What Future for Lomé’s Commodity Protocols?

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    The Lomé Convention, a trade and development cooperation agreement between the European Union (EU) and 71 countries in Africa, the Caribbean and the Pacific (ACP), will expire on February 28th 2000. The current Convention (Lomé IV) covers 1990-2000 and negotiations for a new agreement began on 30 September 1998. However, nine months before Lomé-IV expires, there remains much uncertainty over the future agreement.

    The most contentious issues include the future of the four commodity protocols annexed to the Lomé Convention. Since 1975, these have extended duty free access to the European market for fixed quantities of exports from “traditional” ACP suppliers of bananas, beef/veal, rum and sugar. For many ACP states, these are the most valuable elements of Lomé, generating substantial foreign exchange revenue and employment, as well as other less tangible benefits. Despite only 29 of the 71 ACP countries benefitting from the protocols, the contribution to the foreign exchange earnings of the ACP group as a whole is considerable (9% of the group's total exports to the EU in 1998).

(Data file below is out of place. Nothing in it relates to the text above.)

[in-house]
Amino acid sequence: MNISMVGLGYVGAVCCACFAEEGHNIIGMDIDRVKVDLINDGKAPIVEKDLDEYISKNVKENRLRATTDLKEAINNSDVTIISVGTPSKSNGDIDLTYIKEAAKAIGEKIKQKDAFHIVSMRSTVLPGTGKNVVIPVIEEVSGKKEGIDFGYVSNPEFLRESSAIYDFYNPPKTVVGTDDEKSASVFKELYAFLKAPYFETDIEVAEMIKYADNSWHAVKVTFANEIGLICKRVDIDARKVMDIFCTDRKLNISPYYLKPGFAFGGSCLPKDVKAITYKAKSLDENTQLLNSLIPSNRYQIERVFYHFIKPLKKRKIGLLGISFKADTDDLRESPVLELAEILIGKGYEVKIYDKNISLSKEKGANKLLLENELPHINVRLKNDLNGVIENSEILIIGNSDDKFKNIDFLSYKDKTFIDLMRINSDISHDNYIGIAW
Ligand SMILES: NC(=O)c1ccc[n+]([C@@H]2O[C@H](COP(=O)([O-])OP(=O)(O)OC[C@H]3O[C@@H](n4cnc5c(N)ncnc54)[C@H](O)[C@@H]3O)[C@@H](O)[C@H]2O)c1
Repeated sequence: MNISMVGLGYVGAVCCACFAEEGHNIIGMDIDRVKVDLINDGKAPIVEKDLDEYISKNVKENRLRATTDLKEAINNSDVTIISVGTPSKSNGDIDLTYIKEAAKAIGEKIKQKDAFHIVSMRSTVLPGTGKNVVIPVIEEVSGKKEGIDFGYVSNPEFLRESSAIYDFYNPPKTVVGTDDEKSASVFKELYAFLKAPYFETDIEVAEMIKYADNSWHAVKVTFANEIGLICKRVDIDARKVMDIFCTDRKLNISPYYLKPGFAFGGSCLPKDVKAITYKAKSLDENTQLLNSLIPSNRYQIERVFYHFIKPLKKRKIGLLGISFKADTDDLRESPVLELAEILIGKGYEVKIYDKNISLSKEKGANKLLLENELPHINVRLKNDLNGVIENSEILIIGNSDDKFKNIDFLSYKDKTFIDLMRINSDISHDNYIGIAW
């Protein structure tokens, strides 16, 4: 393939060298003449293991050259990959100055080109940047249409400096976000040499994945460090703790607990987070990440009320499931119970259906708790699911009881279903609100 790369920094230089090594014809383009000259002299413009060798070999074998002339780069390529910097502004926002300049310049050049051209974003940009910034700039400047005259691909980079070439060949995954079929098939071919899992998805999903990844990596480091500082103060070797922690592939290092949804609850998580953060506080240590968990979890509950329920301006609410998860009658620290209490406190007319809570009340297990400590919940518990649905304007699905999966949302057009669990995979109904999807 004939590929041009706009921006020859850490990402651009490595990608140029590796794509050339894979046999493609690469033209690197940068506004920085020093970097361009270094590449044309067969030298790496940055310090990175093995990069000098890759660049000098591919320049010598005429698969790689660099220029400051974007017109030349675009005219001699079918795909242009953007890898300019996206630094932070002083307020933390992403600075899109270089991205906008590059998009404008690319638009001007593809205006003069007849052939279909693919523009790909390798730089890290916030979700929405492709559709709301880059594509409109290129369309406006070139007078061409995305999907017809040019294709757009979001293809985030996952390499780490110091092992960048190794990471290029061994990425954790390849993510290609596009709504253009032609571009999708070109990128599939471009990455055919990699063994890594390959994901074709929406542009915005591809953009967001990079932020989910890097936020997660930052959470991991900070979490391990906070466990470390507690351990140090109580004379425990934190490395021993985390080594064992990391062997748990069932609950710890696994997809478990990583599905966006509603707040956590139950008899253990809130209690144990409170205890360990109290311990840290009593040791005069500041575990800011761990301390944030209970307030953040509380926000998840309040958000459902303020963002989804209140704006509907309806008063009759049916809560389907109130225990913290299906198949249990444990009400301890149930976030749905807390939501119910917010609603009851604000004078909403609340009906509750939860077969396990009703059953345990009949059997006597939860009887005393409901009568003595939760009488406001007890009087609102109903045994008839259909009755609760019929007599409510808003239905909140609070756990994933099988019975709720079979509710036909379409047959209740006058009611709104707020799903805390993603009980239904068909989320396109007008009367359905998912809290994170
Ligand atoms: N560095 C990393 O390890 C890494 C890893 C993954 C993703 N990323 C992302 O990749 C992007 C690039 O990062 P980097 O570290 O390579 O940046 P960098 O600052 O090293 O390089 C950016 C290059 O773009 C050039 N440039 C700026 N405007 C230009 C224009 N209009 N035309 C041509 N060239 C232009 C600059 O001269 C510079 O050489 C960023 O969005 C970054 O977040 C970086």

Since Lomé IV was signed in 1990, the global context for ACP-EU relations has undergone substantial change. The pace of this change is likely to accelerate further during the next decade, with a new round of multilateral trade negotiations (the "Millennium Round") to be launched at the end of 1999. ACP states may no longer have "first call" on Europe’s development priorities as it continues to reform its Common Agricultural Policy (CAP) in preparation for its enlargement to include new members from Central and Eastern Europe. The 1992 Maastricht Treaty also committed the EU to harmonise its development policy towards all developing countries — including the ACP — in pursuit of "the smooth and gradual integration of developing countries into the world economy".

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